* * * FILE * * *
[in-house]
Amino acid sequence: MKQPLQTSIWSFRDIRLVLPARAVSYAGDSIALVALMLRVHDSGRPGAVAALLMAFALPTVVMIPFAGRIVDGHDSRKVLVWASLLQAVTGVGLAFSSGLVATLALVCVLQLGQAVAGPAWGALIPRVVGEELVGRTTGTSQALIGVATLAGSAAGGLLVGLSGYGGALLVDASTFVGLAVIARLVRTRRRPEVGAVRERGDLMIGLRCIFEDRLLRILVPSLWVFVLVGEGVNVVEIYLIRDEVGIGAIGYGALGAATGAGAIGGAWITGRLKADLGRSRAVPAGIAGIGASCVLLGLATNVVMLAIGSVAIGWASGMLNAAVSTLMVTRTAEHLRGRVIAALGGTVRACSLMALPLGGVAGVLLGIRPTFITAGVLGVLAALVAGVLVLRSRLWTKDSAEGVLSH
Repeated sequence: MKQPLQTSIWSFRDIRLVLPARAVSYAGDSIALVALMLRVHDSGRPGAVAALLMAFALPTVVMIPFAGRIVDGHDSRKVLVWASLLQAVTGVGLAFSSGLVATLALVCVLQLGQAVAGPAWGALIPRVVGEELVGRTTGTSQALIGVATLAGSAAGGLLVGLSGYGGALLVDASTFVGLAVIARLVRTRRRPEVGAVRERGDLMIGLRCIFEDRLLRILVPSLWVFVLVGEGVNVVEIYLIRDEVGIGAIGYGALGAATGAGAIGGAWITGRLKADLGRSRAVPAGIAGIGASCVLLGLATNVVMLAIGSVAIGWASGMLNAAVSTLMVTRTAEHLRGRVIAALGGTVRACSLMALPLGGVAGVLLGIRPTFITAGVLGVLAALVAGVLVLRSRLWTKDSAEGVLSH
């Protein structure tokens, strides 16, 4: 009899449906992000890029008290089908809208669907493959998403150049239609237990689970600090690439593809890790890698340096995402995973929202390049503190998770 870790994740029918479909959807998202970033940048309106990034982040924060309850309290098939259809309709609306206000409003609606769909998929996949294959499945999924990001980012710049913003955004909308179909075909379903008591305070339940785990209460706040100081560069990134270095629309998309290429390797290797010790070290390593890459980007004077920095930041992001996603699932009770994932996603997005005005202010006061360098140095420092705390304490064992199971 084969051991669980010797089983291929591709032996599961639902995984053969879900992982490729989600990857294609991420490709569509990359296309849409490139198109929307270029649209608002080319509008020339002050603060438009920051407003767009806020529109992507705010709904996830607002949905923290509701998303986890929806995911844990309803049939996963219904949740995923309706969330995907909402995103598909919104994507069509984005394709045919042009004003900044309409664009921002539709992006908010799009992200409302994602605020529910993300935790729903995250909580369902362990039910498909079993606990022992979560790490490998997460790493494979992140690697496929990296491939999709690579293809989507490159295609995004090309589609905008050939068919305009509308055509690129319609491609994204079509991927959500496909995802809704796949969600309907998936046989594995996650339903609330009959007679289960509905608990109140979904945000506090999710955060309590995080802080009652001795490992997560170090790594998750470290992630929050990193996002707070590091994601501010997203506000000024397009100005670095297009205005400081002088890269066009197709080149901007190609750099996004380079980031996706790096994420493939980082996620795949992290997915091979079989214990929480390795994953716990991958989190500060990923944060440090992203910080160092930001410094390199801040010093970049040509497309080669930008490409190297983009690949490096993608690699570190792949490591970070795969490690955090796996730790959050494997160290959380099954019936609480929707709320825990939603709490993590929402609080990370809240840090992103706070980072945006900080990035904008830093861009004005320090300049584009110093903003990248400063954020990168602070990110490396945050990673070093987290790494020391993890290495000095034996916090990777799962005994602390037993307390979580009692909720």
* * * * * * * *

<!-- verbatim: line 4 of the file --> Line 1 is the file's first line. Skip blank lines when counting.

């Protein structure tokens, strides 16, 4: 009899449906992000890029008290089908809208669907493959998403150049239609237990689970600090690439593809890790890698340096995402995973929202390049503190998770 870790994740029918479909959807998202970033940048309106990034982040924060309850309290098939259809309709609306206000409003609606769909998929996949294959499945999924990001980012710049913003955004909308179909075909379903008591305070339940785990209460706040100081560069990134270095629309998309290429390797290797010790070290390593890459980007004077920095930041992001996603699932009770994932996603997005005005202010006061360098140095420092705390304490064992199971 084969051991669980010797089983291929591709032996599961639902995984053969879900992982490729989600990857294609991420490709569509990359296309849409490139198109929307270029649209608002080319509008020339002050603060438009920051407003767009806020529109992507705010709904996830607002949905923290509701998303986890929806995911844990309803049939996963219904949740995923309706969330995907909402995103598909919104994507069509984005394709045919042009004003900044309409664009921002539709992006908010799009992200409302994602605020529910993300935790729903995250909580369902362990039910498909079993606990022992979560790490490998997460790493494979992140690697496929990296491939999709690579293809989507490159295609995004090309589609905008050939068919305009509308055509690129319609491609994204079509991927959500496909995802809704796949969600309907998936046989594995996650339903609330009959007679289960509905608990109140979904945000506090999710955060309590995080802080009652001795490992997560170090790594998750470290992630929050990193996002707070590091994601501010997203506000000024397009100005670095297009205005400081002088890269066009197709080149901007190609750099996004380079980031996706790096994420493939980082996620795949992290997915091979079989214990929480390795994953716990991958989190500060990923944060440090992203910080160092930001410094390199801040010093970049040509497309080669930008490409190297983009690949490096993608690699570190792949490591970070795969490690955090796996730790959050494997160290959380099954019936609480929707709320825990939603709490993590929402609080990370809240840090992103706070980072945006900080990035904008830093861009004005320090300049584009110093903003990248400063954020990168602070990110490396945050990673070093987290790494020391993890290495000095034996916090990777799962005994602390037993307390979580009692909720």